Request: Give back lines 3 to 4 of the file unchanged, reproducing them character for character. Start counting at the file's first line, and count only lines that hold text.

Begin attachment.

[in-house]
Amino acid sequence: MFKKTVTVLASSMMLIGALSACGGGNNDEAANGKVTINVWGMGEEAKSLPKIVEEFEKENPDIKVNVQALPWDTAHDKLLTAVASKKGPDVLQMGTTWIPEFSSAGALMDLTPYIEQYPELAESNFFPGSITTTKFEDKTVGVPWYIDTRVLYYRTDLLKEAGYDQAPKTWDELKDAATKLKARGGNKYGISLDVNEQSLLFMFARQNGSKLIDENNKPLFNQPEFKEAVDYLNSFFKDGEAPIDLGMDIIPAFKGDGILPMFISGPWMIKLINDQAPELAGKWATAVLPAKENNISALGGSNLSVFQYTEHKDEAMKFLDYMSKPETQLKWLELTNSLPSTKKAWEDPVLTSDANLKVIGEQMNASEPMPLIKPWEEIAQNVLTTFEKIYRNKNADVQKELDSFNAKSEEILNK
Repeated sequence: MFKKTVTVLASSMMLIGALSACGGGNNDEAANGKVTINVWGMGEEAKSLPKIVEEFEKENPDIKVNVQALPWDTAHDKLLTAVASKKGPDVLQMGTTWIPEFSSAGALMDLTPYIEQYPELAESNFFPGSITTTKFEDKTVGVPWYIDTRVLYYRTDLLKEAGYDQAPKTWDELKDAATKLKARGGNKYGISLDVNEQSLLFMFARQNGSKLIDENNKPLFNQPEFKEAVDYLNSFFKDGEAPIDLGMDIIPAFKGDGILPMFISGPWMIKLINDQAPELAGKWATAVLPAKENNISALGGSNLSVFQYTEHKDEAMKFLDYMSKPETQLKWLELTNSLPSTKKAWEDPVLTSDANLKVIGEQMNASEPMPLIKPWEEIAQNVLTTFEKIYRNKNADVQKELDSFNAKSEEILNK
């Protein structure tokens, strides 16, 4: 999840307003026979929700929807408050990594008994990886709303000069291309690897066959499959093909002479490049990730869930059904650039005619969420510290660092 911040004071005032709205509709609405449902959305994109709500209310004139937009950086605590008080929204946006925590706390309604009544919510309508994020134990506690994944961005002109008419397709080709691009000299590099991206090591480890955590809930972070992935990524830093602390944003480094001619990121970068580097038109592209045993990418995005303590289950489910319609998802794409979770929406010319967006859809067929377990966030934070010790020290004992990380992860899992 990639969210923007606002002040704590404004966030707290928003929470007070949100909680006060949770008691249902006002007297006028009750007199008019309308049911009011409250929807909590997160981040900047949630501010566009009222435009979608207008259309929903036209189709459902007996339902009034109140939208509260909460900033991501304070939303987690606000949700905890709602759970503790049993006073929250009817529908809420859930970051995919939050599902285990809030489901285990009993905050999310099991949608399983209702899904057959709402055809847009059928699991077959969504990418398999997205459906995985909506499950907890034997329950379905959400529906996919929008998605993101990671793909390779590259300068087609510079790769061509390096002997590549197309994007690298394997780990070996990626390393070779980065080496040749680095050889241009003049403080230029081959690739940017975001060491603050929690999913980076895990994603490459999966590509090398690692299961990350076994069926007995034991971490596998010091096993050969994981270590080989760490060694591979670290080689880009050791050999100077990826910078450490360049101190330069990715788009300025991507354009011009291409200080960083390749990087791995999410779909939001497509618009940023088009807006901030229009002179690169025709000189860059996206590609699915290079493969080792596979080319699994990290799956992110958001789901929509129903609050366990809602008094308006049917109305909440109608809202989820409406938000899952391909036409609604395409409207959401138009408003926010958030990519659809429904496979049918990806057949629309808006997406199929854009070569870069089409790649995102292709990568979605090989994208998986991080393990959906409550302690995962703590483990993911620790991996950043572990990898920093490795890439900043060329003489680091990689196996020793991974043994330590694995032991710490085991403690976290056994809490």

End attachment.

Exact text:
Repeated sequence: MFKKTVTVLASSMMLIGALSACGGGNNDEAANGKVTINVWGMGEEAKSLPKIVEEFEKENPDIKVNVQALPWDTAHDKLLTAVASKKGPDVLQMGTTWIPEFSSAGALMDLTPYIEQYPELAESNFFPGSITTTKFEDKTVGVPWYIDTRVLYYRTDLLKEAGYDQAPKTWDELKDAATKLKARGGNKYGISLDVNEQSLLFMFARQNGSKLIDENNKPLFNQPEFKEAVDYLNSFFKDGEAPIDLGMDIIPAFKGDGILPMFISGPWMIKLINDQAPELAGKWATAVLPAKENNISALGGSNLSVFQYTEHKDEAMKFLDYMSKPETQLKWLELTNSLPSTKKAWEDPVLTSDANLKVIGEQMNASEPMPLIKPWEEIAQNVLTTFEKIYRNKNADVQKELDSFNAKSEEILNK
């Protein structure tokens, strides 16, 4: 999840307003026979929700929807408050990594008994990886709303000069291309690897066959499959093909002479490049990730869930059904650039005619969420510290660092 911040004071005032709205509709609405449902959305994109709500209310004139937009950086605590008080929204946006925590706390309604009544919510309508994020134990506690994944961005002109008419397709080709691009000299590099991206090591480890955590809930972070992935990524830093602390944003480094001619990121970068580097038109592209045993990418995005303590289950489910319609998802794409979770929406010319967006859809067929377990966030934070010790020290004992990380992860899992 990639969210923007606002002040704590404004966030707290928003929470007070949100909680006060949770008691249902006002007297006028009750007199008019309308049911009011409250929807909590997160981040900047949630501010566009009222435009979608207008259309929903036209189709459902007996339902009034109140939208509260909460900033991501304070939303987690606000949700905890709602759970503790049993006073929250009817529908809420859930970051995919939050599902285990809030489901285990009993905050999310099991949608399983209702899904057959709402055809847009059928699991077959969504990418398999997205459906995985909506499950907890034997329950379905959400529906996919929008998605993101990671793909390779590259300068087609510079790769061509390096002997590549197309994007690298394997780990070996990626390393070779980065080496040749680095050889241009003049403080230029081959690739940017975001060491603050929690999913980076895990994603490459999966590509090398690692299961990350076994069926007995034991971490596998010091096993050969994981270590080989760490060694591979670290080689880009050791050999100077990826910078450490360049101190330069990715788009300025991507354009011009291409200080960083390749990087791995999410779909939001497509618009940023088009807006901030229009002179690169025709000189860059996206590609699915290079493969080792596979080319699994990290799956992110958001789901929509129903609050366990809602008094308006049917109305909440109608809202989820409406938000899952391909036409609604395409409207959401138009408003926010958030990519659809429904496979049918990806057949629309808006997406199929854009070569870069089409790649995102292709990568979605090989994208998986991080393990959906409550302690995962703590483990993911620790991996950043572990990898920093490795890439900043060329003489680091990689196996020793991974043994330590694995032991710490085991403690976290056994809490």